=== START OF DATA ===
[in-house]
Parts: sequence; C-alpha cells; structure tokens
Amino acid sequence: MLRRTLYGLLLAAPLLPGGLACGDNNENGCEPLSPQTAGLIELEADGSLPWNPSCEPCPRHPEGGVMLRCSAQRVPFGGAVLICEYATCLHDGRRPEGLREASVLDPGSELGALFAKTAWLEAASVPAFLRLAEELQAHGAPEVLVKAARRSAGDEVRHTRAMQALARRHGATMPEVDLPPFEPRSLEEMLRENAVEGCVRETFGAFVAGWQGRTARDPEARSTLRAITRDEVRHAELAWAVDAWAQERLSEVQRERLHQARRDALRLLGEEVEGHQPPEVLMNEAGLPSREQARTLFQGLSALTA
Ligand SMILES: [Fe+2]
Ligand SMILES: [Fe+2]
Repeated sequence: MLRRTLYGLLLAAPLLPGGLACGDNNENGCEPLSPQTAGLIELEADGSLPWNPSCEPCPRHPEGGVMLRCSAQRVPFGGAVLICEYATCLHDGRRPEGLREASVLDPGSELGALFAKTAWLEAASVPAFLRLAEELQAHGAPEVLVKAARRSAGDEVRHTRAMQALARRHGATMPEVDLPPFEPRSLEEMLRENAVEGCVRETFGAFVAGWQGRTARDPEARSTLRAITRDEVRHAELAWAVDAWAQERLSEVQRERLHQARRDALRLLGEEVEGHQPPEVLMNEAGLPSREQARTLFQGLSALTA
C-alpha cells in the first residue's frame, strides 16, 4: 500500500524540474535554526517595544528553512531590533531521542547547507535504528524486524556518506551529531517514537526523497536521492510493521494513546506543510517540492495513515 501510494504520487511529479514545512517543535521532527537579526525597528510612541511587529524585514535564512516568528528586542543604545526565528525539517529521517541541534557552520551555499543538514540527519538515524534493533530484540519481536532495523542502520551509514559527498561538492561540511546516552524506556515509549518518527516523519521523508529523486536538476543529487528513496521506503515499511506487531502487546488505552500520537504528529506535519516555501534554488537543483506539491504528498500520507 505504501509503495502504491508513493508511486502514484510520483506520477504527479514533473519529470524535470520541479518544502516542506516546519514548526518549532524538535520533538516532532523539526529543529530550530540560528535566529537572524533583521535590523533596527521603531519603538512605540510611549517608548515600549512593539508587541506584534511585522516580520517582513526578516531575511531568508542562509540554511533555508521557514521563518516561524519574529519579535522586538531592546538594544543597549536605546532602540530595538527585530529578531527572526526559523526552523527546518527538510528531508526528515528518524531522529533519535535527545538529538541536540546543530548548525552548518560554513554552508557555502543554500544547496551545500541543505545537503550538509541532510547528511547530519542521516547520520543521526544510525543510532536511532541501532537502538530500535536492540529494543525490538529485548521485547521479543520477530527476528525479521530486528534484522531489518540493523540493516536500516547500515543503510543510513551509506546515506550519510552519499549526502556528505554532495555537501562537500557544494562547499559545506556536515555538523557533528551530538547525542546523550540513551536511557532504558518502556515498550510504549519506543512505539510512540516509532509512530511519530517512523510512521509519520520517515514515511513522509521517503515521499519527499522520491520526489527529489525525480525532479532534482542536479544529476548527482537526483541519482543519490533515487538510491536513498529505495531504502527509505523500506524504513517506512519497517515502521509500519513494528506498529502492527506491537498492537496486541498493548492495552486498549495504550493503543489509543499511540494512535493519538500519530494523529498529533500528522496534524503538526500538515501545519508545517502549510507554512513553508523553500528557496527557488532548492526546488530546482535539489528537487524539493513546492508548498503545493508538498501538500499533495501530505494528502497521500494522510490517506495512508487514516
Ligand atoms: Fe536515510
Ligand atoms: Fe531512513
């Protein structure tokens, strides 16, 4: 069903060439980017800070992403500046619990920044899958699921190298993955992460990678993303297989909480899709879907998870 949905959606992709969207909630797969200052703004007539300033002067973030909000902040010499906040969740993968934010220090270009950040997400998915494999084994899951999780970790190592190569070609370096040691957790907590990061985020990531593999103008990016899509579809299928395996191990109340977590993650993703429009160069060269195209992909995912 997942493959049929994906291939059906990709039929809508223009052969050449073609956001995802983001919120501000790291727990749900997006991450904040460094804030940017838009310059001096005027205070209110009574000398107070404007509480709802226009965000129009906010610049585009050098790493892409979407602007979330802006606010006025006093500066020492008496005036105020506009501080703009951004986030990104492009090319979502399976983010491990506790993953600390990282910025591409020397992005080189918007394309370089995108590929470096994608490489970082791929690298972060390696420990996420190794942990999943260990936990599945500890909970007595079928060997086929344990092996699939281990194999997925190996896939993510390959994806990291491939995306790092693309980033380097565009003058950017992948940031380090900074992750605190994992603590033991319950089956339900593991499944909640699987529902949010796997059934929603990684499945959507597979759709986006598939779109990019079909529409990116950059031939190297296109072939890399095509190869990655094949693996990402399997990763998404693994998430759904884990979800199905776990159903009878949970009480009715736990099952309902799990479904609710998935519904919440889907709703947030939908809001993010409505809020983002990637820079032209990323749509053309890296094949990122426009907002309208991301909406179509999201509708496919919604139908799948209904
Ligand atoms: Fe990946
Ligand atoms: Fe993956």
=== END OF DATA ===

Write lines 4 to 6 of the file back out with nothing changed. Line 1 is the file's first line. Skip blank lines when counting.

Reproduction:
Ligand SMILES: [Fe+2]
Ligand SMILES: [Fe+2]
Repeated sequence: MLRRTLYGLLLAAPLLPGGLACGDNNENGCEPLSPQTAGLIELEADGSLPWNPSCEPCPRHPEGGVMLRCSAQRVPFGGAVLICEYATCLHDGRRPEGLREASVLDPGSELGALFAKTAWLEAASVPAFLRLAEELQAHGAPEVLVKAARRSAGDEVRHTRAMQALARRHGATMPEVDLPPFEPRSLEEMLRENAVEGCVRETFGAFVAGWQGRTARDPEARSTLRAITRDEVRHAELAWAVDAWAQERLSEVQRERLHQARRDALRLLGEEVEGHQPPEVLMNEAGLPSREQARTLFQGLSALTA